Slam poet visits MU as Coming Out Week keynote
Wirsing’s performance, titled “Katie Wirsing Comes Out,” had no formal direction. Instead, it served as a coffeehouse-style playful conversation with her audience.
Oct. 17, 2014
2014 Coming Out Week keynote speaker Katie Wirsing performed an array of slam poetry pieces in the MU Women’s Center on Wednesday. The poet and LGBT activist addressed a tearful but enthusiastic audience.
Wirsing delivered over an hour of commentary on topics that ranged from beauty and sexuality to sky-diving instructors to fathers clad in assless chaps.
Wirsing’s work has attributed to her membership in the 2006 National Poetry Slam championship team. She is also the 13th-ranked poet at the Women of the World Poetry Slam. Wirsing came to speak at MU a day after returning to the U.S. from touring around Europe.
“For me, the message I want to give is to learn to have a lot of self-love,” Wirsing said.
She found refuge in the Denver slam poetry community while dealing with the hardships of high school when she was 15 years old.
“High school was really hard, so I think I needed something that was fun and didn’t make me want to die,” Wirsing said. “I found slam in Denver and was able to grow up in that community and it was everything I needed at the time.”
Her performance as keynote speaker exemplifies the purpose of Coming Out Week. The week celebrates the experience of coming out and works toward educating and supporting the entire MU population.
“I absolutely loved the event,” sophomore Brittani Savage said. “I love seeing people who overcome and tell their stories through the arts and encourage others to do the same.”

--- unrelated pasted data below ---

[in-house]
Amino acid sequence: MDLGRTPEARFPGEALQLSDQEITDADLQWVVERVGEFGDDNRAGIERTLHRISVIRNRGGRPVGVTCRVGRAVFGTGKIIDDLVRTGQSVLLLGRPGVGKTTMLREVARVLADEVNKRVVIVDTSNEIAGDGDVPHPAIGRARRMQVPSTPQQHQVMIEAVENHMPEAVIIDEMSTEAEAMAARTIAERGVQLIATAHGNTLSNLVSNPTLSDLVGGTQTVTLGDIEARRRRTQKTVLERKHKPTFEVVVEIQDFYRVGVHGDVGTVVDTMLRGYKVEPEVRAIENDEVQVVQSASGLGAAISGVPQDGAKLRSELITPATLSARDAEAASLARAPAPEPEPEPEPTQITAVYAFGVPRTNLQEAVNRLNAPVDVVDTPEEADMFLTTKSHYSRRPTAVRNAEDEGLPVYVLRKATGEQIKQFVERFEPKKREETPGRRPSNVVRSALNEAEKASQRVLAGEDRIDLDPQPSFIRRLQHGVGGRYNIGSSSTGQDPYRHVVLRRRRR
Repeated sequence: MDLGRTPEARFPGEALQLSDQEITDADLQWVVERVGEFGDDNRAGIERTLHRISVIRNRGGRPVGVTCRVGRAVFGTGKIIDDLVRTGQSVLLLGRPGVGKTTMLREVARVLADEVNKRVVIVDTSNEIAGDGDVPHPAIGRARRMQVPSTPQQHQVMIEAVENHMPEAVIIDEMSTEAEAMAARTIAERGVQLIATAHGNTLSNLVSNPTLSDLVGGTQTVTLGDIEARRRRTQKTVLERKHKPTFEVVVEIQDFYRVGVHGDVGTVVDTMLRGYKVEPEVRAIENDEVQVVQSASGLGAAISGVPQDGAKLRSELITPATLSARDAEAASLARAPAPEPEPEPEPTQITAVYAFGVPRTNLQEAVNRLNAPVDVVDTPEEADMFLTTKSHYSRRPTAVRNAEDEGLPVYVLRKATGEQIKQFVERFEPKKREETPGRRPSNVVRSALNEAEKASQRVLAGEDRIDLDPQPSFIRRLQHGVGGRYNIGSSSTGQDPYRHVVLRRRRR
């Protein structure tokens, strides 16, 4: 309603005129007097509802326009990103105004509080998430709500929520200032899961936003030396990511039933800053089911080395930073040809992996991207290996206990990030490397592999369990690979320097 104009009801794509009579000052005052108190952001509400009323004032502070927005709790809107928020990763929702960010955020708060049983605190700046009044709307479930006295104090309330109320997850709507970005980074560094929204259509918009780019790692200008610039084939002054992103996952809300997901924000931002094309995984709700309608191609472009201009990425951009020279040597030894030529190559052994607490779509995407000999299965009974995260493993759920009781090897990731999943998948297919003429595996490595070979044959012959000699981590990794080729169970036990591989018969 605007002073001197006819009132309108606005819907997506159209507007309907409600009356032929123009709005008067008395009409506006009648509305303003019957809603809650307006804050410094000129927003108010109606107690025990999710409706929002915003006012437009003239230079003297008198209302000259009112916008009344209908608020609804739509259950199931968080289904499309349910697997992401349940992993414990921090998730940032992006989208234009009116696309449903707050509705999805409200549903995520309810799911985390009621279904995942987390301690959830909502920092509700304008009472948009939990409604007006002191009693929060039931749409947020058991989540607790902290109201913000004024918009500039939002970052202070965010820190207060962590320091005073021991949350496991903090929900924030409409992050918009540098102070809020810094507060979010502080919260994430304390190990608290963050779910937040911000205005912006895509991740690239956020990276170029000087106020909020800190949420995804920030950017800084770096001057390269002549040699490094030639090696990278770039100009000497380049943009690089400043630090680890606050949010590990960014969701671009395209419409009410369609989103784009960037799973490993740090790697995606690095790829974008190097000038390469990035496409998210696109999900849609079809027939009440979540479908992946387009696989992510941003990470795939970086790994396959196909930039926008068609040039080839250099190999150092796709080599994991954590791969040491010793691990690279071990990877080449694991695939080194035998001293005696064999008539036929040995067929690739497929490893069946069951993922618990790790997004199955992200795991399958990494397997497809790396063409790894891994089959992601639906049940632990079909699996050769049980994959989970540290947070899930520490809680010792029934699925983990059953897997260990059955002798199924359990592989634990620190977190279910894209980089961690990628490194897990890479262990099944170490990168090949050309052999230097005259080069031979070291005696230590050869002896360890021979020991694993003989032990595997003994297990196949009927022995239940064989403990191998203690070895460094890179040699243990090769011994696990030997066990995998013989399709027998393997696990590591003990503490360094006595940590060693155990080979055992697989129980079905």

Her performance, titled “Katie Wirsing Comes Out,” had no formal direction. Instead, it served as a coffeehouse-style conversation that allowed Wirsing to engage with the crowd and expound upon both serious and comical experiences.
Wirsing labeled certain pieces, including one that revolved around the death of her grandfather last year, as her “trip down the sad brick road” stories.
“It’s difficult to be constantly putting yourself out there in that kind of vulnerable way,” Wirsing said on the subject matter of her poetry. “It can be very enriching emotionally while also taking a toll emotionally.”
Before Wirsing began, six MU students performed their own poetry pieces discussing topics such as labeling, gender roles and growing up LGBT. Each performance was met with lively encouragement from audience members.
“It’s important to let the students have a voice and a stage to express that voice,” Women’s Center Coordinator Theresa Eultgen said. “The voices that spoke tonight represent such a larger community. A lot of stories go untold, so when you give them a microphone, people in the audience can identify with that and feel represented and furthermore celebrated.”
Wirsing’s performance followed the week’s Pride Photo, where over a hundred MU students and staff joined together to show support for MU’s LGBT population by taking a picture together.
Eultgen said the event helped give exposure to underrepresented groups at MU and promoting the idea of loving oneself no matter what.
“Every life matters,” she said. “Queer lives matter. Black lives matter. Women lives matter. Men lives matter. A lot of things are being exposed and a lot of people are going un-silenced which is a really amazing thing. People here tonight are the power and the resistance.”